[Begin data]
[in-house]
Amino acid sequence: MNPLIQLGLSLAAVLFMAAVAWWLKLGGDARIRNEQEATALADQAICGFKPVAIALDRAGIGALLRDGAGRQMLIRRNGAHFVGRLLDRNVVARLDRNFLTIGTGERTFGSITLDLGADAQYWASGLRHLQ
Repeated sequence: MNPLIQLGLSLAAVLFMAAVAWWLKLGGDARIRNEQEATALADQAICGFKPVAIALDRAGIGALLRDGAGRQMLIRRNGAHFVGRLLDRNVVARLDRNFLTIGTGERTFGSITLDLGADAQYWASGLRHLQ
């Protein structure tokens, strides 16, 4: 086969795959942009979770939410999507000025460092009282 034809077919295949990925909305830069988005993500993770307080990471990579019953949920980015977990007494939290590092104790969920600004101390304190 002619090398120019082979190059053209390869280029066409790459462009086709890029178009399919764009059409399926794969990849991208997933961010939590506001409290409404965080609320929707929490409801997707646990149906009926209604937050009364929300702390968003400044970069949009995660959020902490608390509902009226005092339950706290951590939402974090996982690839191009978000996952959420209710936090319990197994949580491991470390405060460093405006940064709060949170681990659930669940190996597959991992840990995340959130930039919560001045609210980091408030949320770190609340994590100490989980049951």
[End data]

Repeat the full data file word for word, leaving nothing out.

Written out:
[in-house]
Amino acid sequence: MNPLIQLGLSLAAVLFMAAVAWWLKLGGDARIRNEQEATALADQAICGFKPVAIALDRAGIGALLRDGAGRQMLIRRNGAHFVGRLLDRNVVARLDRNFLTIGTGERTFGSITLDLGADAQYWASGLRHLQ
Repeated sequence: MNPLIQLGLSLAAVLFMAAVAWWLKLGGDARIRNEQEATALADQAICGFKPVAIALDRAGIGALLRDGAGRQMLIRRNGAHFVGRLLDRNVVARLDRNFLTIGTGERTFGSITLDLGADAQYWASGLRHLQ
């Protein structure tokens, strides 16, 4: 086969795959942009979770939410999507000025460092009282 034809077919295949990925909305830069988005993500993770307080990471990579019953949920980015977990007494939290590092104790969920600004101390304190 002619090398120019082979190059053209390869280029066409790459462009086709890029178009399919764009059409399926794969990849991208997933961010939590506001409290409404965080609320929707929490409801997707646990149906009926209604937050009364929300702390968003400044970069949009995660959020902490608390509902009226005092339950706290951590939402974090996982690839191009978000996952959420209710936090319990197994949580491991470390405060460093405006940064709060949170681990659930669940190996597959991992840990995340959130930039919560001045609210980091408030949320770190609340994590100490989980049951």